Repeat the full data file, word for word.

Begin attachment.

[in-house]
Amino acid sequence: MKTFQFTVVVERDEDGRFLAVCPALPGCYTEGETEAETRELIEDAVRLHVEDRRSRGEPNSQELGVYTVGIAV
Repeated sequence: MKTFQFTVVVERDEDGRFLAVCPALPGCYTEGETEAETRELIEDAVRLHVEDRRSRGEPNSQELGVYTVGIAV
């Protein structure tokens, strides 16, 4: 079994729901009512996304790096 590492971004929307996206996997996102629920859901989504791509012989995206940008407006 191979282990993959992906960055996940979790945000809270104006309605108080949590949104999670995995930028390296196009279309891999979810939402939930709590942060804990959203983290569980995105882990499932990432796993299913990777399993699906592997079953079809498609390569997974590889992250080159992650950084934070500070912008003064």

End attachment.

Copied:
[in-house]
Amino acid sequence: MKTFQFTVVVERDEDGRFLAVCPALPGCYTEGETEAETRELIEDAVRLHVEDRRSRGEPNSQELGVYTVGIAV
Repeated sequence: MKTFQFTVVVERDEDGRFLAVCPALPGCYTEGETEAETRELIEDAVRLHVEDRRSRGEPNSQELGVYTVGIAV
């Protein structure tokens, strides 16, 4: 079994729901009512996304790096 590492971004929307996206996997996102629920859901989504791509012989995206940008407006 191979282990993959992906960055996940979790945000809270104006309605108080949590949104999670995995930028390296196009279309891999979810939402939930709590942060804990959203983290569980995105882990499932990432796993299913990777399993699906592997079953079809498609390569997974590889992250080159992650950084934070500070912008003064």